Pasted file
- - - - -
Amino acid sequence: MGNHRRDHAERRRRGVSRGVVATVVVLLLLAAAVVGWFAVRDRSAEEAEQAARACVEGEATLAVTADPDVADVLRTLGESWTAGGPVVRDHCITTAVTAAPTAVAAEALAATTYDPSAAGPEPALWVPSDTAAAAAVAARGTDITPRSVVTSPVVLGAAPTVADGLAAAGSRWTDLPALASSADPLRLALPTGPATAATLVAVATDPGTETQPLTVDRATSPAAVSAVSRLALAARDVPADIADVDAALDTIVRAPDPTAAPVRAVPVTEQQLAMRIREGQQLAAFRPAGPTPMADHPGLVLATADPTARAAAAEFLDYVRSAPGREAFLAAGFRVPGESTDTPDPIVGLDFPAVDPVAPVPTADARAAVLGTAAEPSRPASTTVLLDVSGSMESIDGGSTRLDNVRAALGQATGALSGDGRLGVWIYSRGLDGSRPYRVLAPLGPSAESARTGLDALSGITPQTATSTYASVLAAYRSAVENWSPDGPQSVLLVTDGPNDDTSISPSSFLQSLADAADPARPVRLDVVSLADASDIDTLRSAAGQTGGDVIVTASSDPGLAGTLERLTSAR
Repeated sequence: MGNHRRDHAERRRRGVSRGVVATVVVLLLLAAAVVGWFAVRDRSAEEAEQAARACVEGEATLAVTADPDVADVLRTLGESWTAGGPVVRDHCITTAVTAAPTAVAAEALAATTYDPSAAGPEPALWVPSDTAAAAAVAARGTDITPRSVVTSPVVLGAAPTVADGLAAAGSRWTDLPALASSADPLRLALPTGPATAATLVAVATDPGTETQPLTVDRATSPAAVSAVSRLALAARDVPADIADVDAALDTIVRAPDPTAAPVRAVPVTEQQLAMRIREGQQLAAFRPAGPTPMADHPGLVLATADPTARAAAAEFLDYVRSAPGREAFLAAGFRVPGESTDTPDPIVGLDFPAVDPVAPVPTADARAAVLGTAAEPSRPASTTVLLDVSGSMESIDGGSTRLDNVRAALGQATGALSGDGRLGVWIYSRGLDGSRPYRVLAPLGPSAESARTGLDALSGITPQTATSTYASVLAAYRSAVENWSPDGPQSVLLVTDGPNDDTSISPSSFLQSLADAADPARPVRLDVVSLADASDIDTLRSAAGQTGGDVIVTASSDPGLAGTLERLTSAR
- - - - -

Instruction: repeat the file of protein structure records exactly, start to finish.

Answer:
Amino acid sequence: MGNHRRDHAERRRRGVSRGVVATVVVLLLLAAAVVGWFAVRDRSAEEAEQAARACVEGEATLAVTADPDVADVLRTLGESWTAGGPVVRDHCITTAVTAAPTAVAAEALAATTYDPSAAGPEPALWVPSDTAAAAAVAARGTDITPRSVVTSPVVLGAAPTVADGLAAAGSRWTDLPALASSADPLRLALPTGPATAATLVAVATDPGTETQPLTVDRATSPAAVSAVSRLALAARDVPADIADVDAALDTIVRAPDPTAAPVRAVPVTEQQLAMRIREGQQLAAFRPAGPTPMADHPGLVLATADPTARAAAAEFLDYVRSAPGREAFLAAGFRVPGESTDTPDPIVGLDFPAVDPVAPVPTADARAAVLGTAAEPSRPASTTVLLDVSGSMESIDGGSTRLDNVRAALGQATGALSGDGRLGVWIYSRGLDGSRPYRVLAPLGPSAESARTGLDALSGITPQTATSTYASVLAAYRSAVENWSPDGPQSVLLVTDGPNDDTSISPSSFLQSLADAADPARPVRLDVVSLADASDIDTLRSAAGQTGGDVIVTASSDPGLAGTLERLTSAR
Repeated sequence: MGNHRRDHAERRRRGVSRGVVATVVVLLLLAAAVVGWFAVRDRSAEEAEQAARACVEGEATLAVTADPDVADVLRTLGESWTAGGPVVRDHCITTAVTAAPTAVAAEALAATTYDPSAAGPEPALWVPSDTAAAAAVAARGTDITPRSVVTSPVVLGAAPTVADGLAAAGSRWTDLPALASSADPLRLALPTGPATAATLVAVATDPGTETQPLTVDRATSPAAVSAVSRLALAARDVPADIADVDAALDTIVRAPDPTAAPVRAVPVTEQQLAMRIREGQQLAAFRPAGPTPMADHPGLVLATADPTARAAAAEFLDYVRSAPGREAFLAAGFRVPGESTDTPDPIVGLDFPAVDPVAPVPTADARAAVLGTAAEPSRPASTTVLLDVSGSMESIDGGSTRLDNVRAALGQATGALSGDGRLGVWIYSRGLDGSRPYRVLAPLGPSAESARTGLDALSGITPQTATSTYASVLAAYRSAVENWSPDGPQSVLLVTDGPNDDTSISPSSFLQSLADAADPARPVRLDVVSLADASDIDTLRSAAGQTGGDVIVTASSDPGLAGTLERLTSAR